Fenwick’s most interesting evidence suggests that we ‘switch’ between hemispheric dominance at night. We alternate between two modes of sleep: slow-wave sleep, when brainwaves are slowest (theta and delta waves), dreams are either verbal or movement-orientated, and the left brain is dominant; and rapid eye movement (REM) sleep, with vivid three-dimensional visions and dreams, and the right brain is dominant.

Mystical experiences usually occur in the evening or in the middle of the night, when people suddenly awake and feel a sense of awareness.

To attempt it yourself, sake yourself up a few times to determine when its hardest for you to wake up. That’s when your right brain is sleeping. From that time, work out 90-minute intervals to determine when you are likely to be in REM dreaming.

Those are the moments when you should attempt to clear your mind to induce a mystical experience.

But researchers like parapsychologist Dr Richard Broughton suggested that this pattern, which repeats every 90 minutes or so, also occurs during our waking day. This suggests there’s an alternating rhythm throughout the day between our logical verbal self, and our creative dreaming self.  Once you work out when you’re at your most mystical during the night, you can calculate when you are during the day.

Even time of day can play a part.  Evidence shows that our ability to access information beyond our senses vastly increases at approximately 1:30 pm local time – the approximate mid-point in the sun’s daily journey – known as local sidereal time.

That’s the hour angle of the vernal equinox, the ascending node of the ecliptic on the celestial equator. The daily movement of this point offers a means of measuring the rotation of the earth in relation to the stars, not the sun.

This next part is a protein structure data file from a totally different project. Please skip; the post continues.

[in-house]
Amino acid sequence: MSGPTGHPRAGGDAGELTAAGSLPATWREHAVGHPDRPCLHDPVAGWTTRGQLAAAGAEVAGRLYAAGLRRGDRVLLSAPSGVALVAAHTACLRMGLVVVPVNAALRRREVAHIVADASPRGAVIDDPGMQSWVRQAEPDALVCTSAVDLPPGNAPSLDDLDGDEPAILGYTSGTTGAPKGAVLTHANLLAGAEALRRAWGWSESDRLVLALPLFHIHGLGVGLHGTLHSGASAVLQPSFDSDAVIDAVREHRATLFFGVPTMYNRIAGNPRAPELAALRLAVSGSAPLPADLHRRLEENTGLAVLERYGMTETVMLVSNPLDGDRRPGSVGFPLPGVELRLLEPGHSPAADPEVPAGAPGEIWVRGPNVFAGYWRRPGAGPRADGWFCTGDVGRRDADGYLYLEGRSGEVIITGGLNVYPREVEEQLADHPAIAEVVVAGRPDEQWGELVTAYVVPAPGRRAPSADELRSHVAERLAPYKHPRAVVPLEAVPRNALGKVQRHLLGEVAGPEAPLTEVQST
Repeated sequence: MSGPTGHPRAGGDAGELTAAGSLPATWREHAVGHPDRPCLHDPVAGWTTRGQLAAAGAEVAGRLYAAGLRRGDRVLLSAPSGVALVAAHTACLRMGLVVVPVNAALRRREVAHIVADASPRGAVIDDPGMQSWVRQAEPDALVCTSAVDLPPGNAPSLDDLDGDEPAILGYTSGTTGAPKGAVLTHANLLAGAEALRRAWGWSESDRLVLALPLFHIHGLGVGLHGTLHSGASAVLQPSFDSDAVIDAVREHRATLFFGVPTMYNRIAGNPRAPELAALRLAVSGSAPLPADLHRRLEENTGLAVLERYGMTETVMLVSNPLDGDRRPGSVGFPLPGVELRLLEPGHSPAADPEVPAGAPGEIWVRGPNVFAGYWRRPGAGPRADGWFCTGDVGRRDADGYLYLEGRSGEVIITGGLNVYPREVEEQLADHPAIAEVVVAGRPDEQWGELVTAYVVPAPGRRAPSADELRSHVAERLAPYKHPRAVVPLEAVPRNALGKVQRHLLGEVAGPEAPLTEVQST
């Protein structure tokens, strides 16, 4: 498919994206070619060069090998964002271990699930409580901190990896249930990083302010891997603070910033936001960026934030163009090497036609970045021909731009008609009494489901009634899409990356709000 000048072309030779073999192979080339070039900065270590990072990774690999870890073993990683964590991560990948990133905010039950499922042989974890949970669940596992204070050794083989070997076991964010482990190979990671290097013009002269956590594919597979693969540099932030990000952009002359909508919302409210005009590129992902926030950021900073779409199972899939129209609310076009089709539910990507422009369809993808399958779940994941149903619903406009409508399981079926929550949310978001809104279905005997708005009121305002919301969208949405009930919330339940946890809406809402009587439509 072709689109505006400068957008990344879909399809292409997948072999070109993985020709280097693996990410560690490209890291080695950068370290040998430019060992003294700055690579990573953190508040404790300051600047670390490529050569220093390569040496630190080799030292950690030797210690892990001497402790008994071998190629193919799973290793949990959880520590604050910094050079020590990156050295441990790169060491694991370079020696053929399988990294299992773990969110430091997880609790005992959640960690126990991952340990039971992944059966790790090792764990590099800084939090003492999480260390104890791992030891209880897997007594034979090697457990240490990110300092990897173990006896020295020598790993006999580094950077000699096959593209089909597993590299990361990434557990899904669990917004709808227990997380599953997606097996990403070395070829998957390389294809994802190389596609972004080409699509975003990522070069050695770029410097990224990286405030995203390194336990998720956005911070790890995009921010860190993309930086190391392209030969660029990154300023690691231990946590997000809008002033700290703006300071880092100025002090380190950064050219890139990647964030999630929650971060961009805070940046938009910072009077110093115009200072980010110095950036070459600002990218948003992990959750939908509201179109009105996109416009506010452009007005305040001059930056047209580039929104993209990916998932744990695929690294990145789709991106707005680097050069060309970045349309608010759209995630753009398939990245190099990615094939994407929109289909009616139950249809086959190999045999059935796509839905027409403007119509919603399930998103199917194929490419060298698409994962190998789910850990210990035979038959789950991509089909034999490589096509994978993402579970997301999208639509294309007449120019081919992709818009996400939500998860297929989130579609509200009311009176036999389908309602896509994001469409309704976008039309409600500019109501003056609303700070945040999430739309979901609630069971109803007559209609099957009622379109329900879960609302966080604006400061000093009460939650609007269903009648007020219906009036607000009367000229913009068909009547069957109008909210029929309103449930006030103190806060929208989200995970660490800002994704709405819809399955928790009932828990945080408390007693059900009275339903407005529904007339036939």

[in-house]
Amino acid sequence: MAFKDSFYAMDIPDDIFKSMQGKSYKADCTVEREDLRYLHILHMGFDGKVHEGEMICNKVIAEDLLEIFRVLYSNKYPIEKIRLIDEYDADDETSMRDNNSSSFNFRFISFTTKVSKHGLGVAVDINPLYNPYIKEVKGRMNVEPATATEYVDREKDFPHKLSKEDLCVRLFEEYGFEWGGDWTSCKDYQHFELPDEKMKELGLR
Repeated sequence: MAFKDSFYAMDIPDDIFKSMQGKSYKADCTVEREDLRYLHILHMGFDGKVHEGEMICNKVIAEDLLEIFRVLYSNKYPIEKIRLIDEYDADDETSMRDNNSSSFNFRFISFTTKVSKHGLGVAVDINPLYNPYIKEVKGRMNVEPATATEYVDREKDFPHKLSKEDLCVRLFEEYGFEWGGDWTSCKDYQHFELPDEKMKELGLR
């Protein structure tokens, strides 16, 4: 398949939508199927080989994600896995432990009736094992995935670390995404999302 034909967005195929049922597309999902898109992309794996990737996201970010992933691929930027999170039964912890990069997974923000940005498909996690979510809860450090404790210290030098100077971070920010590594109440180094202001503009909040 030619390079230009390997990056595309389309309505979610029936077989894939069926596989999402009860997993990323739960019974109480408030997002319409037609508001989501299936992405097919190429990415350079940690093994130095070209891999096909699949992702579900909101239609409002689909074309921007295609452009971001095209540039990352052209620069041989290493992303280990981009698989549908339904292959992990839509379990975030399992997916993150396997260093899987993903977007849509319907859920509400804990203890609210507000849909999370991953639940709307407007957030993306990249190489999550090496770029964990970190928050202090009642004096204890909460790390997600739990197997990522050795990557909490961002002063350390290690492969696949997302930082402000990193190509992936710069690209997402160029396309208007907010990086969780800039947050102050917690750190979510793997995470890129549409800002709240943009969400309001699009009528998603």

In one study of more than 1500 participants attempting extrasensory perception, the effect size, or rate of success, increased by 350 percent if attempted within an hour of local sidereal time.

This all suggests that mystical experiences can be generated by different thinking patterns or practices that cause one side of the brain to be dominant.

“The change that modification of all these systems brings about in the neurotransmitter balance allows new patterns of cerebral activity to arise,” noted Fenwick. “Some of these are without doubt the basis of the mystical experience.”

In other words, with a little practice, you can induce a mystical experience on demand.



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Lynne McTaggart

Lynne McTaggart is an award-winning journalist and the author of seven books, including the worldwide international bestsellers The Power of Eight, The Field, The Intention Experiment and The Bond, all considered seminal books of the New Science and now translated into some 30 languages.

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7 comments on “Mystical experiences – on demand”

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  5. The exploration of these peak experiences by psychologists like Abraham Maslow and neuroscientists like Eugene d'Aquili and Andrew Newberg sheds light on the neurological basis of these profound moments. It's a fascinating look at the intersection of spirituality, psychology, and neuroscience.